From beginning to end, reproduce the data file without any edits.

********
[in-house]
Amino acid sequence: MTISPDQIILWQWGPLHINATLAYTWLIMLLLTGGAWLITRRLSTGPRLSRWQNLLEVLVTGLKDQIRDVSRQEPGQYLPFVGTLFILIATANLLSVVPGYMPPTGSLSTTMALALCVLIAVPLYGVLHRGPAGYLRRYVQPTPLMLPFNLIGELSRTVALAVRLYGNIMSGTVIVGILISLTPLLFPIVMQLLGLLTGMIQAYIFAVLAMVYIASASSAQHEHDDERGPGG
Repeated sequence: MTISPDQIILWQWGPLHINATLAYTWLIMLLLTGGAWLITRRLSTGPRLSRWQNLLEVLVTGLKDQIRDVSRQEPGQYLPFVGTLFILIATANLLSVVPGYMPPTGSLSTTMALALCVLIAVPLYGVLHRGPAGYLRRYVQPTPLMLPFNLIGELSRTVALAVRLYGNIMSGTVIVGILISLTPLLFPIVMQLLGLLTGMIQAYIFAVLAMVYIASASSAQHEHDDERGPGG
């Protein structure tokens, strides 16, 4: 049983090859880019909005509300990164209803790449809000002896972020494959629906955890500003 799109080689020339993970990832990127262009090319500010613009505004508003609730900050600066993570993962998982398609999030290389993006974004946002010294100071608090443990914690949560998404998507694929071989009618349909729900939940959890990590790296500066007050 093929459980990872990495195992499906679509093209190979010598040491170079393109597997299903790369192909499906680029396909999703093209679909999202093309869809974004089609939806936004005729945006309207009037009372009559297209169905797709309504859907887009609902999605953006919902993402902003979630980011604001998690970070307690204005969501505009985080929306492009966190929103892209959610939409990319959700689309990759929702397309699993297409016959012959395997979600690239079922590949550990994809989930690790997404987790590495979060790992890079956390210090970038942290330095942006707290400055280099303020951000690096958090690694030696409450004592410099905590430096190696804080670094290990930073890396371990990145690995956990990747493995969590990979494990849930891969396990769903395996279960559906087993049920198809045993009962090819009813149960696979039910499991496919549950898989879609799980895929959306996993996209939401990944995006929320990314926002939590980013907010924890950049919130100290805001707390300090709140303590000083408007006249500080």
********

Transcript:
[in-house]
Amino acid sequence: MTISPDQIILWQWGPLHINATLAYTWLIMLLLTGGAWLITRRLSTGPRLSRWQNLLEVLVTGLKDQIRDVSRQEPGQYLPFVGTLFILIATANLLSVVPGYMPPTGSLSTTMALALCVLIAVPLYGVLHRGPAGYLRRYVQPTPLMLPFNLIGELSRTVALAVRLYGNIMSGTVIVGILISLTPLLFPIVMQLLGLLTGMIQAYIFAVLAMVYIASASSAQHEHDDERGPGG
Repeated sequence: MTISPDQIILWQWGPLHINATLAYTWLIMLLLTGGAWLITRRLSTGPRLSRWQNLLEVLVTGLKDQIRDVSRQEPGQYLPFVGTLFILIATANLLSVVPGYMPPTGSLSTTMALALCVLIAVPLYGVLHRGPAGYLRRYVQPTPLMLPFNLIGELSRTVALAVRLYGNIMSGTVIVGILISLTPLLFPIVMQLLGLLTGMIQAYIFAVLAMVYIASASSAQHEHDDERGPGG
């Protein structure tokens, strides 16, 4: 049983090859880019909005509300990164209803790449809000002896972020494959629906955890500003 799109080689020339993970990832990127262009090319500010613009505004508003609730900050600066993570993962998982398609999030290389993006974004946002010294100071608090443990914690949560998404998507694929071989009618349909729900939940959890990590790296500066007050 093929459980990872990495195992499906679509093209190979010598040491170079393109597997299903790369192909499906680029396909999703093209679909999202093309869809974004089609939806936004005729945006309207009037009372009559297209169905797709309504859907887009609902999605953006919902993402902003979630980011604001998690970070307690204005969501505009985080929306492009966190929103892209959610939409990319959700689309990759929702397309699993297409016959012959395997979600690239079922590949550990994809989930690790997404987790590495979060790992890079956390210090970038942290330095942006707290400055280099303020951000690096958090690694030696409450004592410099905590430096190696804080670094290990930073890396371990990145690995956990990747493995969590990979494990849930891969396990769903395996279960559906087993049920198809045993009962090819009813149960696979039910499991496919549950898989879609799980895929959306996993996209939401990944995006929320990314926002939590980013907010924890950049919130100290805001707390300090709140303590000083408007006249500080």